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Protein & Cell

, Volume 7, Issue 11, pp 844–848 | Cite as

Three dimensional collagen scaffolds promote iPSC induction with higher pluripotency

  • Qi Gu
  • He Zhu
  • Lei Chen
  • Ling Shuai
  • Jinhui Fang
  • Jun Wu
  • Lei Liu
  • Wei Li
  • Jianwu Dai
  • Jie HaoEmail author
  • Qi ZhouEmail author
Open Access
Letter

Keywords

iPSC Nuclear Transfer Tirone Mouse iPSCs Extracellular Matrix Secretion 
These keywords were added by machine and not by the authors. This process is experimental and the keywords may be updated as the learning algorithm improves.

Dear Editor,

Extracellular environment plays a role in regulating stem cell fates and three dimensional (3D) scaffolds can be utilized to mimic the internal environment in vitro. Currently, many types of cells have been cultured in 3D conditions but only few studies have focused on reprogramming in a 3D environment. 3D culture systems provide circumstances that can better simulate native conditions which are comprised of distinctive cell morphology, oxygen levels, extracellular matrix secretion and concentration gradients of signaling factors (Keung et al., 2010; Gu et al., 2016).

Herein, we used collagen, the major composition of the extracellular matrix (Di Lullo et al., 2002), that serves as scaffolds to offer porous 3D surrounding to mimic in vivo environments (Song et al., 2015) and to explore the role of 3D conditions in reprogramming. In this study, we investigated the effect of 3D collagen scaffolds on the reprogramming of mouse embryonic fibroblasts (MEFs) and pig embryonic fibroblasts (PEFs). MEFs could be successfully converted into mouse induced pluripotent stem cells (iPSCs) in 3D collagen scaffolds. After long time incubation, the results demonstrated that 3D conditions increased reprogramming efficiency with high levels of pluripotency in comparison with the conventional 2D method. Another reprogramming method, nuclear transfer (NT), was also detected with high improved efficiency when using the MEFs from 3D as nuclear donor. In addition, reprogramming inhibitors namely p21 and B-cell translocation gene 2 (Btg2), were suppressed during cultivation in 3D collagen scaffolds.

Our first experiment is to investigate the effects of 3D collagen scaffolds for fibroblast cell viability. MEFs were respectively seeded on 2D cell plates and in 3D collagen scaffolds at the same time. After 5 days culture, the cells in 3D collagen scaffolds were characterized by SEM which showed different patterns from 2D (Fig. 1A). AlarmBlue® cell viability assay showed that MEFs cultured in 3D collagen scaffolds had a better viability than those cultured in 2D (Fig. 1B). To further verify the role of cells culture in different conditions, MEFs were collected for qPCR analysis after 5 days culture. MEFs cultured in 3D collagen scaffolds showed lower expression of senescence markers, p21 and Btg2, compared to the MEFs cultured in 2D (Fig. 1C). The down-regulation of p21 and Btg2 might promote the metabolism of G1 phase cells and speed up the cell multiplication (Tirone, 2001). Moreover, p21 and Btg2 have been also known as two reprogramming inhibitors, the down-regulation of them might boost reprogramming (Bao et al., 2015).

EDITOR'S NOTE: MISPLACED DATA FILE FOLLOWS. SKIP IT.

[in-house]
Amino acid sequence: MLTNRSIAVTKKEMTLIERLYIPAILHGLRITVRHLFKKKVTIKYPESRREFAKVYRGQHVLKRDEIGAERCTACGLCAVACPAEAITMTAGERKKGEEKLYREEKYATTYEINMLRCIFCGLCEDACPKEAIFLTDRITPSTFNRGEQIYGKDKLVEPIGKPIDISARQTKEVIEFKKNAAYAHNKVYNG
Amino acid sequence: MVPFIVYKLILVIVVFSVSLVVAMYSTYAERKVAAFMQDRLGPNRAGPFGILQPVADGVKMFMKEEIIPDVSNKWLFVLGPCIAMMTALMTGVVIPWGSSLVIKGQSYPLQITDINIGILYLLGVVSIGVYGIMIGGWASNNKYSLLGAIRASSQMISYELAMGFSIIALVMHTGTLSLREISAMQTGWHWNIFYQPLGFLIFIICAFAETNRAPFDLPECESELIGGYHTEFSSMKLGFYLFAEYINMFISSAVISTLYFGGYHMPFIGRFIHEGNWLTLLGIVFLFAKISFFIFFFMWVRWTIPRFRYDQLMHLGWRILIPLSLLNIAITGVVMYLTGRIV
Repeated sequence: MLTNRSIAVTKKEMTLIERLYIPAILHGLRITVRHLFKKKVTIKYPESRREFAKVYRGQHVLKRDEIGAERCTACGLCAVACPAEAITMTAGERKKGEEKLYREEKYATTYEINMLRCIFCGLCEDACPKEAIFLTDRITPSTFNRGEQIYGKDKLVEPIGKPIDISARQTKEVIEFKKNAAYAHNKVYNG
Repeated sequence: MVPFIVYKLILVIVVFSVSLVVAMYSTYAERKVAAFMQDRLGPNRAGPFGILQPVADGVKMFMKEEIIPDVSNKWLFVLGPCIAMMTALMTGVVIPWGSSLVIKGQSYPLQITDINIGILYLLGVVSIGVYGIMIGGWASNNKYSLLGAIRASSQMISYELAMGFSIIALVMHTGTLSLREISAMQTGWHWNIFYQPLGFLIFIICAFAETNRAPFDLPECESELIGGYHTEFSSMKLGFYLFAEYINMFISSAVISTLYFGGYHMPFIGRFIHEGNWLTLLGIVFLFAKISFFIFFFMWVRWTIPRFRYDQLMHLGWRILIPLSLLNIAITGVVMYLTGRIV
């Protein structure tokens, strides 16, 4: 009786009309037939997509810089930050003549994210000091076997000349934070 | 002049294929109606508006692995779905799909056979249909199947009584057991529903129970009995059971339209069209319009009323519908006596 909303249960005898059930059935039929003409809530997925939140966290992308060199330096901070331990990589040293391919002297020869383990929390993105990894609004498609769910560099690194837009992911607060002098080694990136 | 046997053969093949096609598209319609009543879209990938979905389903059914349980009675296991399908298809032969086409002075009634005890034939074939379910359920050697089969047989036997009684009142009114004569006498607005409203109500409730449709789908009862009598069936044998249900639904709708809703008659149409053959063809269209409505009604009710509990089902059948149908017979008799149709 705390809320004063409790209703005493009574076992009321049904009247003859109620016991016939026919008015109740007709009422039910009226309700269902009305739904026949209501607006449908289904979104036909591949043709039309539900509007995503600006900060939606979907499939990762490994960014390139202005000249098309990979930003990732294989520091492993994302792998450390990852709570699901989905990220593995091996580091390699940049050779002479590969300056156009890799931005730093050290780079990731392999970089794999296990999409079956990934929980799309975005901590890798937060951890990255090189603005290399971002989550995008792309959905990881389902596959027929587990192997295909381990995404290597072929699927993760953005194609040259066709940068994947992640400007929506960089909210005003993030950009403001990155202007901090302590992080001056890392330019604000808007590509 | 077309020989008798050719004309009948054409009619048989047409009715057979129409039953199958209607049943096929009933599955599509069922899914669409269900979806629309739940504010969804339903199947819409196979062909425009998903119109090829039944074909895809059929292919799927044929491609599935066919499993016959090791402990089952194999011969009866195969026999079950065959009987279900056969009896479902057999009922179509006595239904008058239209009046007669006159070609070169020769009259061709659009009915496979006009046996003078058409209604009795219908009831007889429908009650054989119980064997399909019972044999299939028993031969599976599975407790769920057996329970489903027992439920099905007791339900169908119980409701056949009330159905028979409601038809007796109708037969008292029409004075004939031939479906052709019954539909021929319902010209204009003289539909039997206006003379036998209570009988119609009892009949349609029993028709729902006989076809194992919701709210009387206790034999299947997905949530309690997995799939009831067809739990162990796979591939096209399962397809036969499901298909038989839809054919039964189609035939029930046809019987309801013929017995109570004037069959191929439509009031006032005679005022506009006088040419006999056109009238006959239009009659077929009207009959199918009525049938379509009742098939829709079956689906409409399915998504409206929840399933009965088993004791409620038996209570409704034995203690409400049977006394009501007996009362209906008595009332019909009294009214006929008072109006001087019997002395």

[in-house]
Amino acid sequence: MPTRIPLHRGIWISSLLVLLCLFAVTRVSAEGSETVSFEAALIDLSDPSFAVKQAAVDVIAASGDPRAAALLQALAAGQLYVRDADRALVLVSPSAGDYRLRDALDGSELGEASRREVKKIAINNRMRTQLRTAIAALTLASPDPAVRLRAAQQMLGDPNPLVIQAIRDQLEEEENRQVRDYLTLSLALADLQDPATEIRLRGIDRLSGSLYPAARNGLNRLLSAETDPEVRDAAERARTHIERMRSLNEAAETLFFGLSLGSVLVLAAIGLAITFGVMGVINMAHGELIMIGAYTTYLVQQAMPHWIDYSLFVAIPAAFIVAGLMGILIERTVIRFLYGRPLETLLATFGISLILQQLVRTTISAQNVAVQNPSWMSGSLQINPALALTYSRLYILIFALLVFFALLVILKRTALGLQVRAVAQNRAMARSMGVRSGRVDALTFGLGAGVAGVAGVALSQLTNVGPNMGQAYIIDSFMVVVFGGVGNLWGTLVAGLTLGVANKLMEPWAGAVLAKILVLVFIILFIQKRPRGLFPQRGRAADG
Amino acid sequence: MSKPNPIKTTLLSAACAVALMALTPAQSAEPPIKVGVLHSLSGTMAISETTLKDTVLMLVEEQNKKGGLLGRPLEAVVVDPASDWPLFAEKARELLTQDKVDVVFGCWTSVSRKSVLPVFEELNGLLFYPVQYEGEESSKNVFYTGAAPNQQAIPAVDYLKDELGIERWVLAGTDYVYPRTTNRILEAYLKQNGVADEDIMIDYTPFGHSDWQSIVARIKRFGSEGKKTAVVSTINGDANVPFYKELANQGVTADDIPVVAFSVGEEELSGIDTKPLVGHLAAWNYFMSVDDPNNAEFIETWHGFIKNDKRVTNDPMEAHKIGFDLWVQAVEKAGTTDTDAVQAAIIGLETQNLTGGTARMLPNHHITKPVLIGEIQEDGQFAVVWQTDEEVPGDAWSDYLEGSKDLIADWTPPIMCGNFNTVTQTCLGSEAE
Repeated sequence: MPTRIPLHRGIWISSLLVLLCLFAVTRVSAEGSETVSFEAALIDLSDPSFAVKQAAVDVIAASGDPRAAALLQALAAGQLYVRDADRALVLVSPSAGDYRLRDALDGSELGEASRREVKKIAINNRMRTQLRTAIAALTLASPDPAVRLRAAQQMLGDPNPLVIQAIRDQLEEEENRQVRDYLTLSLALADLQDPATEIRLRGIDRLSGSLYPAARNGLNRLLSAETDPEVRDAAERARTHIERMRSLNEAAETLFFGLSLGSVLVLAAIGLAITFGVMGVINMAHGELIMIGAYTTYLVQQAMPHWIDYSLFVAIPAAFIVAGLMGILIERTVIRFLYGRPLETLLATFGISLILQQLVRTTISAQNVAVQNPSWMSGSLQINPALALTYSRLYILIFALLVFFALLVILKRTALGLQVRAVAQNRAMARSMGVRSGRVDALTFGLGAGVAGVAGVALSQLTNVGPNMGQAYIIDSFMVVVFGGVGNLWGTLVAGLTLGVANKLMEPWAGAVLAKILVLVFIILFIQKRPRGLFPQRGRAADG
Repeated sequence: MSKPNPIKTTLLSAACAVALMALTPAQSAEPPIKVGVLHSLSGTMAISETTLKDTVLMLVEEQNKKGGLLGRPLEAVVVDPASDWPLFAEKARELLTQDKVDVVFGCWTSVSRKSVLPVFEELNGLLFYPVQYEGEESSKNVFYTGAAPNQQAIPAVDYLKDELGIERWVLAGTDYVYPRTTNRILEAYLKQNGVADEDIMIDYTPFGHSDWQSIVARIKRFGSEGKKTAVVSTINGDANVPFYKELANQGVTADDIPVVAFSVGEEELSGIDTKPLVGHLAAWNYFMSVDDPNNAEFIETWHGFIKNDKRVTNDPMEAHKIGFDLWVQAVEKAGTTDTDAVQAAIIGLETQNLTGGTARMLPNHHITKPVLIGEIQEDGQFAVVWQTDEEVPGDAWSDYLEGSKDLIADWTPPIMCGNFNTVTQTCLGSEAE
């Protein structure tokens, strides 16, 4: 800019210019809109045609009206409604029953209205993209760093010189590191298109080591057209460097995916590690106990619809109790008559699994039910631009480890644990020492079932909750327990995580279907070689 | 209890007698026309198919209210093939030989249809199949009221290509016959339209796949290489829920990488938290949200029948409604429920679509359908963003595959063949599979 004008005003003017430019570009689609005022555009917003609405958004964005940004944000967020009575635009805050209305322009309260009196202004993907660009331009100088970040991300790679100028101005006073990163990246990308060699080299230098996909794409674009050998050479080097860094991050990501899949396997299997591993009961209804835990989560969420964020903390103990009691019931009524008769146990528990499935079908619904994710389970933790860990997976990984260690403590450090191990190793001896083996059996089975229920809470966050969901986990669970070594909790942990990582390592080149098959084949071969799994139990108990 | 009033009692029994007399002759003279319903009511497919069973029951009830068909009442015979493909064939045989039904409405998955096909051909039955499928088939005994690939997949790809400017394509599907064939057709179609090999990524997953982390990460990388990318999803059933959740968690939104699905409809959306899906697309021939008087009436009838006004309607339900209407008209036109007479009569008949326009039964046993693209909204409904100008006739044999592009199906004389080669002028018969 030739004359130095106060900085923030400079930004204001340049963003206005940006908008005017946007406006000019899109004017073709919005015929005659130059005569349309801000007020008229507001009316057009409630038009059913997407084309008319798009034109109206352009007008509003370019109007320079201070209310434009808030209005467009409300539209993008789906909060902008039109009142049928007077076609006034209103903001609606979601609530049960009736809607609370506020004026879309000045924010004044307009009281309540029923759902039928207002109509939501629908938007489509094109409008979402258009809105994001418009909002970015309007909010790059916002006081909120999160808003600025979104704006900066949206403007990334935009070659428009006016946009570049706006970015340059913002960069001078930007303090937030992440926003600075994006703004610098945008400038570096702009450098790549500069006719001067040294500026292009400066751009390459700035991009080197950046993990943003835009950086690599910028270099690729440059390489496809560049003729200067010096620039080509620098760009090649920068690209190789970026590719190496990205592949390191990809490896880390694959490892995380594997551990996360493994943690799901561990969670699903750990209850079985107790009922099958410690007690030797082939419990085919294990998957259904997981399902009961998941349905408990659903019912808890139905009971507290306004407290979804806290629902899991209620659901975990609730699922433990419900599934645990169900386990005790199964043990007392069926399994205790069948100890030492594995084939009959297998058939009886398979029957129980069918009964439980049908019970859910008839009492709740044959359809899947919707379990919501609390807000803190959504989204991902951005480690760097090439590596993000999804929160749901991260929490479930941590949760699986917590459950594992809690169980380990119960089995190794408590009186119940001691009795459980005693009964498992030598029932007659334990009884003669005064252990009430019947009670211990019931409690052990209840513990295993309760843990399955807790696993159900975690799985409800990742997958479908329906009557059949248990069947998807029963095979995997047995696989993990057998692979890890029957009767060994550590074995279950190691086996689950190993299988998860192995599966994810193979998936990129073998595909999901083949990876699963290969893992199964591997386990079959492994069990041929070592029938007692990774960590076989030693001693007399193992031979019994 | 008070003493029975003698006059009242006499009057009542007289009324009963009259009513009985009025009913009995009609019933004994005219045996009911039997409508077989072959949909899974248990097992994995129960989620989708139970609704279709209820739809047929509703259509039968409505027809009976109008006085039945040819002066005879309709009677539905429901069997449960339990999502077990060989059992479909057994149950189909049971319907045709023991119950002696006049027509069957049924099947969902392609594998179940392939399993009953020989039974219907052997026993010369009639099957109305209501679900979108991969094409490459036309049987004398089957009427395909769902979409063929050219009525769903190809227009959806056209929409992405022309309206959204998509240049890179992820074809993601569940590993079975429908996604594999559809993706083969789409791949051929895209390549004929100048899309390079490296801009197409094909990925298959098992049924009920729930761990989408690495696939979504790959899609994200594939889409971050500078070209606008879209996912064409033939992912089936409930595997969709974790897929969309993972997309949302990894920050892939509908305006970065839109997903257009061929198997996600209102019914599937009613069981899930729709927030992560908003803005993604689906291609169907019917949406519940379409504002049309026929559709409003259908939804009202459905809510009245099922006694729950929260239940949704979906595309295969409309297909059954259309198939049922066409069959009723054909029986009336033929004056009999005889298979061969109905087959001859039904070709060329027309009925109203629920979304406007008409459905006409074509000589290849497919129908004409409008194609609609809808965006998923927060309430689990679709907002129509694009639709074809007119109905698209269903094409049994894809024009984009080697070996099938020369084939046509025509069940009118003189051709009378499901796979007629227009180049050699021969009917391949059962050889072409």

Figure 1

3D scaffolds improved MEFs growth and mouse iPSC generation. (A) SEM images of 3D collagen scaffolds (left) and MEFs in 3D collagen scaffolds (right) with 2D control monolayer MEFs (middle). Scale bars = 200 μm. (B) Cell viability analysis for MEFs in 2D and 3D. Y axis number is the value of fluorescence (540/590). (C) qPCR analysis of senescence genes (p21 and Btg2) expression. MEFs in 3D had lower expression of the genes compared to 2D (mean ± s.e.m.; one-way ANOVA, Bonferroni comparison test: **P < 0.001). (D) The scheme of mouse iPSC generation in 3D scaffolds. Up, MEFs were directly induced in 3D scaffolds. Bottom, MEFs were induced on 2D plates after 3D culture. (E) The statistical diagram of colony numbers of 3D and 2D (mean ± s.e.m.; one-way ANOVA, Bonferroni comparison test: **P < 0.01). (F) The statistical diagram of colony numbers of 3D/2D and 2D (mean ± s.e.m.; one-way ANOVA, Bonferroni comparison test: *P < 0.05)

To study the effect of 3D collagen scaffolds on reprogramming, therefore, we used two approaches to reprogram MEFs into iPSCs (Fig. 1D). Firstly, MEFs were grown in 3D collagen scaffolds. Four days later, one part of MEFs was directly reprogrammed in 3D collagen scaffolds (3D), another part of MEFs was digested and seeded on 2D cell plates then reprogrammed (3D/2D). Consequently, the group of 3D and 3D/2D showed a higher efficiency and higher colony numbers compared to those in 2D conditions (Fig. 1E and 1F). When the iPSCs were re-seeded in the 3D scaffolds, the colony formed a grape-like cluster within the pores of 3D collagen scaffolds (Fig. 2A). The limited space on 2D plates inhibited growth of the mouse iPSCs due to the cell-cell connections on the third day whereas the cells grew consistently in 3D scaffolds for at least 6 days (Fig. 2B). The mRNA expression results showed that Oct4, Zfp42, Gata4, Sox2 and Klf4 were significantly up-regulated except for c-Myc in mouse iPSCs in 3D collagen scaffolds than those cultured on 2D cell plates (Fig. 2C). These results indicated that 3D collagen scaffolds could enhance cell proliferation and stemness of mouse iPSCs. The higher pluripotency demonstrates its future developmental ability (Jiang et al., 2011). Down-regulation of c-Myc will reduce risks of tumor formation in grafting experiments (Baudino et al., 2002).